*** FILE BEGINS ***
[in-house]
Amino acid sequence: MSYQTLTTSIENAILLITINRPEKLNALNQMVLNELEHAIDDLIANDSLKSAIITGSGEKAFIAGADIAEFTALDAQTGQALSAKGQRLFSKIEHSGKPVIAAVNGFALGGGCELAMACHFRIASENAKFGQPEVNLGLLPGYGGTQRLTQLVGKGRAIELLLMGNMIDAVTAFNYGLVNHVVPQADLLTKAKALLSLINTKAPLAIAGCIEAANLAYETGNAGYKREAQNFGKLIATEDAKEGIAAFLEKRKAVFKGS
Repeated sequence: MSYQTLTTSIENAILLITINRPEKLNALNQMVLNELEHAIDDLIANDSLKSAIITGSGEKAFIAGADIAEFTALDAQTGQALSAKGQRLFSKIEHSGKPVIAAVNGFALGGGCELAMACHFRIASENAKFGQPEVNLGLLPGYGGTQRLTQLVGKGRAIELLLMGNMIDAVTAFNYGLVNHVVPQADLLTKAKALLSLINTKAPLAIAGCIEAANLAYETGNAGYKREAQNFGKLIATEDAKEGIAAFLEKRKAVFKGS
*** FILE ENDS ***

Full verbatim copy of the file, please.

[in-house]
Amino acid sequence: MSYQTLTTSIENAILLITINRPEKLNALNQMVLNELEHAIDDLIANDSLKSAIITGSGEKAFIAGADIAEFTALDAQTGQALSAKGQRLFSKIEHSGKPVIAAVNGFALGGGCELAMACHFRIASENAKFGQPEVNLGLLPGYGGTQRLTQLVGKGRAIELLLMGNMIDAVTAFNYGLVNHVVPQADLLTKAKALLSLINTKAPLAIAGCIEAANLAYETGNAGYKREAQNFGKLIATEDAKEGIAAFLEKRKAVFKGS
Repeated sequence: MSYQTLTTSIENAILLITINRPEKLNALNQMVLNELEHAIDDLIANDSLKSAIITGSGEKAFIAGADIAEFTALDAQTGQALSAKGQRLFSKIEHSGKPVIAAVNGFALGGGCELAMACHFRIASENAKFGQPEVNLGLLPGYGGTQRLTQLVGKGRAIELLLMGNMIDAVTAFNYGLVNHVVPQADLLTKAKALLSLINTKAPLAIAGCIEAANLAYETGNAGYKREAQNFGKLIATEDAKEGIAAFLEKRKAVFKGS